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Planned Parenthood cites business decline for clinic closures

July 15, 2016

Patient visits are falling sharply at Planned Parenthood clinics in Indiana, due to more options for women’s services and less frequent need for Pap tests, prompting the organization's decision to close six health centers over the next five months.

“It’s a good thing for woman and good thing for patients, but it’s having an impact on our business model,” Betty Cockrum, CEO of Planned Parenthood of Indiana and Kentucky, told IBJ on Friday.

The organization will try to offer jobs to employees at other locations, some of which are extending hours. But some positions will be eliminated, she said, without being specific.

Planned Parenthood has about 170 workers in Indiana, most of whom work in 23 health centers. The organization operates on a $17 million annual budget.

The single biggest factor in the decline in patient visits is a recent recommendation by the American College of Obstetricians and Gynecologists that women get a Pap test for cervical cancer once every three years rather than annually, Cockrum said.

At its peak in 2011, Planned Parenthood clinics in Indiana did about 60,000 pap tests a year. “Now we are at 6,000 a year,” she said. “That means 54,000 patients have stopped coming through the door every year.”

Other factors for lower patient volumes were greater availability of the “morning-after pill,” a contraceptive used after unprotected sex; greater use of long-acting reversible contraceptives, such as IUDs; and an end to co-pays for birth control under the Affordable Care Act.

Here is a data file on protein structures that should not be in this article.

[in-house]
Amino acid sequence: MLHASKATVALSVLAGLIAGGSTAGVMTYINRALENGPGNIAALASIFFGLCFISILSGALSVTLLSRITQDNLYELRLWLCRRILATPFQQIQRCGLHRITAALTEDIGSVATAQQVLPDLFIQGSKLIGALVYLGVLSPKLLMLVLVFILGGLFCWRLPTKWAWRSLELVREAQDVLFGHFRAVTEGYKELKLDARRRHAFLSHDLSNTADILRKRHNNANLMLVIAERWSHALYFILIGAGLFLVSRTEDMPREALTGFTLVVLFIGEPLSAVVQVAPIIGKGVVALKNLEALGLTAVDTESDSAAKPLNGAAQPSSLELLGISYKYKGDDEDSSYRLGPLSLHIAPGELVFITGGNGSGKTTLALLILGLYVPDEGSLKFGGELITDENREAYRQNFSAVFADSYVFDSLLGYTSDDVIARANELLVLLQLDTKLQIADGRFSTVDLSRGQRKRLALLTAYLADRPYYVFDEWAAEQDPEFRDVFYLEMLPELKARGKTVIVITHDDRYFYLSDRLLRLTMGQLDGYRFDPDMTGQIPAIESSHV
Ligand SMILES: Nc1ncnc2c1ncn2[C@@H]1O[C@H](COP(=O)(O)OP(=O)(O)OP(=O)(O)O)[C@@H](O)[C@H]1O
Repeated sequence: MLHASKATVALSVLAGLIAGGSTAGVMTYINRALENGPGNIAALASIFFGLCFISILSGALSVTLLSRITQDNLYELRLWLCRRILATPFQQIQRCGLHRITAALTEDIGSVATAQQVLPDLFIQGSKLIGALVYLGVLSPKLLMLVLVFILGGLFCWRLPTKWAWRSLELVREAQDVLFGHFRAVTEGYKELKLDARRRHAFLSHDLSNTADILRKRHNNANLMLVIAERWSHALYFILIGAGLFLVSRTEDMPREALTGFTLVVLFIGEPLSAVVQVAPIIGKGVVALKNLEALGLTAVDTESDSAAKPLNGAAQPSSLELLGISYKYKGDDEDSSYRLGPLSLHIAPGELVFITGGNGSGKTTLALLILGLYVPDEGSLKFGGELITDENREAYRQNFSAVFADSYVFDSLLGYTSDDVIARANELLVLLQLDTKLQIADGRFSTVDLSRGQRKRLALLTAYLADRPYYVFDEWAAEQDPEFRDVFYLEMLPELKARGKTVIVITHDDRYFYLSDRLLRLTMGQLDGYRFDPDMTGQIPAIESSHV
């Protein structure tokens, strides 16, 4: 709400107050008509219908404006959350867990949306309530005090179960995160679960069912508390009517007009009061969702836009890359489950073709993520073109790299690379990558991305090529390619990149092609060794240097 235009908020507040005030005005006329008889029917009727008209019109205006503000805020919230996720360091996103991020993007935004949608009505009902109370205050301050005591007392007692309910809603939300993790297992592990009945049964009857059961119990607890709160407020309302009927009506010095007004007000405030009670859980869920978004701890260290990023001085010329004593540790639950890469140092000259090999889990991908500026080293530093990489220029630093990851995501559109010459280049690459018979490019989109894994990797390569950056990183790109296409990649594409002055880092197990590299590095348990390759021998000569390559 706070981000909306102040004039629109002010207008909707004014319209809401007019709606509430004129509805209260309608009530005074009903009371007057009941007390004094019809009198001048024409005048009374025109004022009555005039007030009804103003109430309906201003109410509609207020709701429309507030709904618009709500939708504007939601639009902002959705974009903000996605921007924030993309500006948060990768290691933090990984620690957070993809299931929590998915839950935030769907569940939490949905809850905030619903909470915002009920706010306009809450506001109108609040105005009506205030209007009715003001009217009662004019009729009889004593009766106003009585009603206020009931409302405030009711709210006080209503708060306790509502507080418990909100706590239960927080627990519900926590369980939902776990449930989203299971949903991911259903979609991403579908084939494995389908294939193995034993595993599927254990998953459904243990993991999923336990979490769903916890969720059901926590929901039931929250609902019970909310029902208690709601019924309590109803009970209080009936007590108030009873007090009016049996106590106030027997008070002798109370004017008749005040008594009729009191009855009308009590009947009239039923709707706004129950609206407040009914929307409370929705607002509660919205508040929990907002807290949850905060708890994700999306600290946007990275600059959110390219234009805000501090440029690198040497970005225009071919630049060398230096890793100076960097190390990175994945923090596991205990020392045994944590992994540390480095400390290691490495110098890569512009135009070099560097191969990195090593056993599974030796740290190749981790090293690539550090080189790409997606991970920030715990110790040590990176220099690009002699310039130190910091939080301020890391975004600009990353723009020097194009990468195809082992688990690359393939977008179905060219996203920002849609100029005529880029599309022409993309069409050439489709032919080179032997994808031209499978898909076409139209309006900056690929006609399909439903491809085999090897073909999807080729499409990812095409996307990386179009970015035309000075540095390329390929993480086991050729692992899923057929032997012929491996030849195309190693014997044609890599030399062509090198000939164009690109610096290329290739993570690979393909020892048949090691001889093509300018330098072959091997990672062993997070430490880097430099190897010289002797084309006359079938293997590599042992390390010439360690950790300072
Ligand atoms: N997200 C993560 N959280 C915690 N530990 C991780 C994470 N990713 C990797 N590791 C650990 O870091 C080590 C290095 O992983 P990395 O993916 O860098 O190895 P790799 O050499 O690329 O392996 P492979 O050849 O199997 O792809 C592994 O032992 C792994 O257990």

Cockrum called the trend a “mission win” for women, even as it is cutting into business for her organization.

“Women have more options about where they go for birth control,” Cockrum said. “The traffic is going to other health care providers. It’s going to other pharmacies. To some extent, it’s going to big box stores.”

Planned Parenthood is closing its Muncie health center today and one in Terre Haute on Wednesday. It is also merging four locations. The Fishers center will be merged July 26 with a center on the east side of Indianapolis. The Avon center will merge Aug. 30 with one on the south side of Indianapolis. The Valparaiso center will merge July 21 with one in Merrillville. A center in East Chicago will merge Dec. 15 with one in Gary.

Employees in Muncie and Terre Haute will be offered jobs at other locations, but might choose not to accept them, Cockrum said.
 

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